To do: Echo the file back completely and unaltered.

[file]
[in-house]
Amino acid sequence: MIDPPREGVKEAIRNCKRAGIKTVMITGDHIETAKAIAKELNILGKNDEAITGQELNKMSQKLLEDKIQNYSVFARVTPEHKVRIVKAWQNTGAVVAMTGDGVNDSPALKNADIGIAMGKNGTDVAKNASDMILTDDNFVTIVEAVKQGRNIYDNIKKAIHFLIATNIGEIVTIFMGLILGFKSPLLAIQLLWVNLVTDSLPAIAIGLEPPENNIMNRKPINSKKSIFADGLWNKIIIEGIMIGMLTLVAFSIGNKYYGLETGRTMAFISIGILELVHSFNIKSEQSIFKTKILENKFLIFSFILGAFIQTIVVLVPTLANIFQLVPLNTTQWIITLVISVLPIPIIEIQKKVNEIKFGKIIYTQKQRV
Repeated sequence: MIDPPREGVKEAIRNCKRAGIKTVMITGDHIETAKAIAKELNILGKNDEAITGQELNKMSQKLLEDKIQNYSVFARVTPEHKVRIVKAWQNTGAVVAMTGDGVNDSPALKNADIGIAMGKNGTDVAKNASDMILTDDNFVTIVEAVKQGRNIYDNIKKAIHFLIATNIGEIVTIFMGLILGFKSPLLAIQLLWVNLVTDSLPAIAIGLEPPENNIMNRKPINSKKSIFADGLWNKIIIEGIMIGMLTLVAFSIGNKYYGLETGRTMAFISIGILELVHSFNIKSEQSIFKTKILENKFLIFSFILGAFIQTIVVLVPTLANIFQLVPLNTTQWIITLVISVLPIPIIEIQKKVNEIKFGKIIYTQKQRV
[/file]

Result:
[in-house]
Amino acid sequence: MIDPPREGVKEAIRNCKRAGIKTVMITGDHIETAKAIAKELNILGKNDEAITGQELNKMSQKLLEDKIQNYSVFARVTPEHKVRIVKAWQNTGAVVAMTGDGVNDSPALKNADIGIAMGKNGTDVAKNASDMILTDDNFVTIVEAVKQGRNIYDNIKKAIHFLIATNIGEIVTIFMGLILGFKSPLLAIQLLWVNLVTDSLPAIAIGLEPPENNIMNRKPINSKKSIFADGLWNKIIIEGIMIGMLTLVAFSIGNKYYGLETGRTMAFISIGILELVHSFNIKSEQSIFKTKILENKFLIFSFILGAFIQTIVVLVPTLANIFQLVPLNTTQWIITLVISVLPIPIIEIQKKVNEIKFGKIIYTQKQRV
Repeated sequence: MIDPPREGVKEAIRNCKRAGIKTVMITGDHIETAKAIAKELNILGKNDEAITGQELNKMSQKLLEDKIQNYSVFARVTPEHKVRIVKAWQNTGAVVAMTGDGVNDSPALKNADIGIAMGKNGTDVAKNASDMILTDDNFVTIVEAVKQGRNIYDNIKKAIHFLIATNIGEIVTIFMGLILGFKSPLLAIQLLWVNLVTDSLPAIAIGLEPPENNIMNRKPINSKKSIFADGLWNKIIIEGIMIGMLTLVAFSIGNKYYGLETGRTMAFISIGILELVHSFNIKSEQSIFKTKILENKFLIFSFILGAFIQTIVVLVPTLANIFQLVPLNTTQWIITLVISVLPIPIIEIQKKVNEIKFGKIIYTQKQRV